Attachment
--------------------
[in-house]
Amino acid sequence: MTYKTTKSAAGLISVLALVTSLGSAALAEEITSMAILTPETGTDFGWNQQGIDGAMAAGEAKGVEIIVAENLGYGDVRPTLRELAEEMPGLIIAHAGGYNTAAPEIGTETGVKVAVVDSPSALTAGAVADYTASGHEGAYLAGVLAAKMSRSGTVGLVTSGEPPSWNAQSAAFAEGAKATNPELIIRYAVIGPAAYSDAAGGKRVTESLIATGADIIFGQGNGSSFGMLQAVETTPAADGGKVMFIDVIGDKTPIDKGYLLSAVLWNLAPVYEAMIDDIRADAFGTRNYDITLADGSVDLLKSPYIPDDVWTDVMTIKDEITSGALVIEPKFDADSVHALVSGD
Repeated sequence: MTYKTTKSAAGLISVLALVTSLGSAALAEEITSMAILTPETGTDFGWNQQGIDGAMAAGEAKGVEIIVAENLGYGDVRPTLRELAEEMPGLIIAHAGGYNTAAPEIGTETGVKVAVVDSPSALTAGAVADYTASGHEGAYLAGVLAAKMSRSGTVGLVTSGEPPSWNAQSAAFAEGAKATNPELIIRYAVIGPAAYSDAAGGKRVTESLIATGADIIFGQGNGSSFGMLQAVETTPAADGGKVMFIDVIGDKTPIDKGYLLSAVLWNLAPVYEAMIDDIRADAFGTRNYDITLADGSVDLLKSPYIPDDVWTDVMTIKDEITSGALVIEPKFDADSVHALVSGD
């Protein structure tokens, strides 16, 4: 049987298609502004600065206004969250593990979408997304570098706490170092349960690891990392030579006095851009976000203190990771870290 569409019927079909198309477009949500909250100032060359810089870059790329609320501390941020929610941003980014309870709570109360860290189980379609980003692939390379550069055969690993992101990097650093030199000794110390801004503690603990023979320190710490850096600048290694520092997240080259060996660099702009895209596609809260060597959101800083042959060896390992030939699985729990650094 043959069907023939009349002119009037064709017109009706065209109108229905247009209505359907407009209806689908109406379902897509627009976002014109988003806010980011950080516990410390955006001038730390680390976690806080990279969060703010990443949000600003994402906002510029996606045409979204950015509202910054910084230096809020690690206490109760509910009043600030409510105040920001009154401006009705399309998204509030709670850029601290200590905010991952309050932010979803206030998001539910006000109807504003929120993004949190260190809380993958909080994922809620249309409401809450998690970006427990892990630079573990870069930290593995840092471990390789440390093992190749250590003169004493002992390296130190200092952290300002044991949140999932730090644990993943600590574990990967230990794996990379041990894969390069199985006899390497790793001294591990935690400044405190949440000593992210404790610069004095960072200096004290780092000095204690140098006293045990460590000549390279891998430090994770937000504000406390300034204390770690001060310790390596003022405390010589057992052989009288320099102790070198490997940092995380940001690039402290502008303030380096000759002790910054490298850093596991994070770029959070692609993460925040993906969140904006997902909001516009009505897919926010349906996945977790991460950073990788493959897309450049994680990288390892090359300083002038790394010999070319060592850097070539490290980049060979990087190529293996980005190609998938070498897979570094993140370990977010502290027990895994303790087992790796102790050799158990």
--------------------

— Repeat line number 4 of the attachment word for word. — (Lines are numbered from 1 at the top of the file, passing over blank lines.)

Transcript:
């Protein structure tokens, strides 16, 4: 049987298609502004600065206004969250593990979408997304570098706490170092349960690891990392030579006095851009976000203190990771870290 569409019927079909198309477009949500909250100032060359810089870059790329609320501390941020929610941003980014309870709570109360860290189980379609980003692939390379550069055969690993992101990097650093030199000794110390801004503690603990023979320190710490850096600048290694520092997240080259060996660099702009895209596609809260060597959101800083042959060896390992030939699985729990650094 043959069907023939009349002119009037064709017109009706065209109108229905247009209505359907407009209806689908109406379902897509627009976002014109988003806010980011950080516990410390955006001038730390680390976690806080990279969060703010990443949000600003994402906002510029996606045409979204950015509202910054910084230096809020690690206490109760509910009043600030409510105040920001009154401006009705399309998204509030709670850029601290200590905010991952309050932010979803206030998001539910006000109807504003929120993004949190260190809380993958909080994922809620249309409401809450998690970006427990892990630079573990870069930290593995840092471990390789440390093992190749250590003169004493002992390296130190200092952290300002044991949140999932730090644990993943600590574990990967230990794996990379041990894969390069199985006899390497790793001294591990935690400044405190949440000593992210404790610069004095960072200096004290780092000095204690140098006293045990460590000549390279891998430090994770937000504000406390300034204390770690001060310790390596003022405390010589057992052989009288320099102790070198490997940092995380940001690039402290502008303030380096000759002790910054490298850093596991994070770029959070692609993460925040993906969140904006997902909001516009009505897919926010349906996945977790991460950073990788493959897309450049994680990288390892090359300083002038790394010999070319060592850097070539490290980049060979990087190529293996980005190609998938070498897979570094993140370990977010502290027990895994303790087992790796102790050799158990």